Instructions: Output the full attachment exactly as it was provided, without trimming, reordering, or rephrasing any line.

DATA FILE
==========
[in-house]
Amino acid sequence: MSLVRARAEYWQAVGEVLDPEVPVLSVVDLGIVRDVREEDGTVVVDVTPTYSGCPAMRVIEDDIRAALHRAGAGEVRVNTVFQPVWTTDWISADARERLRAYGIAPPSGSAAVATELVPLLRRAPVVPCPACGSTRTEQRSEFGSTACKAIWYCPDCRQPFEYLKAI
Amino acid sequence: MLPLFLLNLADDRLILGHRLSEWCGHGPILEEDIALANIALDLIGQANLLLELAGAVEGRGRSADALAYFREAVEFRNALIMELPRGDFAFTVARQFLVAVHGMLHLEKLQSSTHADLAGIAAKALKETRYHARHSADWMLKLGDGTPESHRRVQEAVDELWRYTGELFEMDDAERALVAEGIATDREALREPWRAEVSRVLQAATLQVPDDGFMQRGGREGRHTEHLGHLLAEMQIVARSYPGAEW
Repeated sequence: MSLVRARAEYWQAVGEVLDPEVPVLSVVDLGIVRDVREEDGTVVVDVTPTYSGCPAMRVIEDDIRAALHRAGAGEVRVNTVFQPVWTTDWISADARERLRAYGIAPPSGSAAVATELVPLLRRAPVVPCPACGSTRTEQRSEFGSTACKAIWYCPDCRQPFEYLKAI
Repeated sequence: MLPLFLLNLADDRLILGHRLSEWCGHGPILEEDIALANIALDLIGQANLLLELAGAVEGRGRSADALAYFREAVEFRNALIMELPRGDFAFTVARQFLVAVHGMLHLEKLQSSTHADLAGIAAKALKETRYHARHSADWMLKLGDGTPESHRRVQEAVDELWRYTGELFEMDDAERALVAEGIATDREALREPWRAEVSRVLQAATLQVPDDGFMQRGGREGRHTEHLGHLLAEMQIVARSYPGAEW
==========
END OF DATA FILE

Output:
[in-house]
Amino acid sequence: MSLVRARAEYWQAVGEVLDPEVPVLSVVDLGIVRDVREEDGTVVVDVTPTYSGCPAMRVIEDDIRAALHRAGAGEVRVNTVFQPVWTTDWISADARERLRAYGIAPPSGSAAVATELVPLLRRAPVVPCPACGSTRTEQRSEFGSTACKAIWYCPDCRQPFEYLKAI
Amino acid sequence: MLPLFLLNLADDRLILGHRLSEWCGHGPILEEDIALANIALDLIGQANLLLELAGAVEGRGRSADALAYFREAVEFRNALIMELPRGDFAFTVARQFLVAVHGMLHLEKLQSSTHADLAGIAAKALKETRYHARHSADWMLKLGDGTPESHRRVQEAVDELWRYTGELFEMDDAERALVAEGIATDREALREPWRAEVSRVLQAATLQVPDDGFMQRGGREGRHTEHLGHLLAEMQIVARSYPGAEW
Repeated sequence: MSLVRARAEYWQAVGEVLDPEVPVLSVVDLGIVRDVREEDGTVVVDVTPTYSGCPAMRVIEDDIRAALHRAGAGEVRVNTVFQPVWTTDWISADARERLRAYGIAPPSGSAAVATELVPLLRRAPVVPCPACGSTRTEQRSEFGSTACKAIWYCPDCRQPFEYLKAI
Repeated sequence: MLPLFLLNLADDRLILGHRLSEWCGHGPILEEDIALANIALDLIGQANLLLELAGAVEGRGRSADALAYFREAVEFRNALIMELPRGDFAFTVARQFLVAVHGMLHLEKLQSSTHADLAGIAAKALKETRYHARHSADWMLKLGDGTPESHRRVQEAVDELWRYTGELFEMDDAERALVAEGIATDREALREPWRAEVSRVLQAATLQVPDDGFMQRGGREGRHTEHLGHLLAEMQIVARSYPGAEW